Postpartum Depression among African-American and Latina Mothers Living in Small Cities, Towns, and Rural Communities



The presence of postpartum depression can lead to poor maternal-child attachment, failure to thrive, and even infant death. Postpartum depression affects 13–19 % of parturients. However, among racial and ethnic minority parturients, postpartum depression rates have been shown to reach up to 35–67 % (as reported by O’Hara and McCabe, Annu Rev Clin Psychol 9:379–407, 2013; Boury et al., Women Health. 39(3):19–34, 2004; Ramos-Marcuse et al.. J Affect Disord. 122(1–2):68–75, 2010; Lucero et al., J Am Acad Nurse Pract. 24(12):726–34, 2012). This is more concerning when considering the fact that these mothers are also hardest to reach because they are usually marginalized and displaced within mainstream US society. The current study assesses potential risk factors that contribute to postpartum depression among African-American and Latina mothers.


We analyze data from 3317 Healthy Start participants living in small cities, towns, and rural areas in Pennsylvania using a logistic regression analysis controlling for known contributing risk factors, including maternal health, family life, social support, socioeconomic and demographic characteristics, and community of residence. We use a multiple imputation multivariate analysis to account for the potential effects of missing data.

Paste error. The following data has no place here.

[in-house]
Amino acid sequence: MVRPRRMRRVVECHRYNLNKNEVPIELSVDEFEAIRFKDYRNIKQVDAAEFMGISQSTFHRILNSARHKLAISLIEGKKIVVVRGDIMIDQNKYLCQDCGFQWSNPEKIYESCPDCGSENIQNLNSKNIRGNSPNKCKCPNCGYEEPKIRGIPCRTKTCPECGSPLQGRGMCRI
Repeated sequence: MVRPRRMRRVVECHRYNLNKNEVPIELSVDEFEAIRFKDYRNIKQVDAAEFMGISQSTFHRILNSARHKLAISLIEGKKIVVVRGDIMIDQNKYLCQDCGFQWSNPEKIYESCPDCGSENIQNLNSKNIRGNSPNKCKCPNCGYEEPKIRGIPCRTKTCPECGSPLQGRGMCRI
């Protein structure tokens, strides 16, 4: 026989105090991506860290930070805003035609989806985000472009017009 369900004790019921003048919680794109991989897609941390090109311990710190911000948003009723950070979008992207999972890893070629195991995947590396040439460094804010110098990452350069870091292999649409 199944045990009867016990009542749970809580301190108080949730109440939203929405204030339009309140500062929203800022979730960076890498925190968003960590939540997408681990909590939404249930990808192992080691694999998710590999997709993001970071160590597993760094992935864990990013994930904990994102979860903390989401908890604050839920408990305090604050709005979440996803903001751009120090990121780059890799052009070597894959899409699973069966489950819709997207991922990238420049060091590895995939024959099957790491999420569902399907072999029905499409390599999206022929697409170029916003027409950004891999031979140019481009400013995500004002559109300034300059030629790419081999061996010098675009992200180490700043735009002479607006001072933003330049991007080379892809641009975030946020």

The results show that the odds of a risk of postpartum depression is nearly 80 and 40 % greater for African-American (OR = 1.80, p < .001) and Latina mothers (OR = 1.41, p < .01), respectively, as compared to white mothers. While the higher risks of postpartum depression for Latinas is explained in part by socioeconomic status, community of residence, and immigrant status, the significantly higher risk among African-American mothers cannot be completely ameliorated by the controlled variables. Our study highlights the need for further research into the impact of social and environmental stressors on postpartum depression among racial and ethnic minority populations living in small cities, towns, and rural areas.

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This research was supported by a Pennsylvania’s State System of Higher Education Faculty Professional Development Grant. Authors also express thanks to the Chester County Maternal and Child Health Consortium, Michelle Legaspe Sánchez, and Milena Lanz for support of this project.

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Correspondence to Miguel Ceballos.

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The authors declare that they have no conflict of interest.

Research Involving Human Participants

This study was approved by the West Chester University of Pennsylvania Institutional Review Board.

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Ceballos, M., Wallace, G. & Goodwin, G. Postpartum Depression among African-American and Latina Mothers Living in Small Cities, Towns, and Rural Communities. J. Racial and Ethnic Health Disparities 4, 916–927 (2017).

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  • Postpartum depression
  • Maternal health
  • Mental health
  • Health disparities
  • Race and ethnicity
  • African-American
  • Latino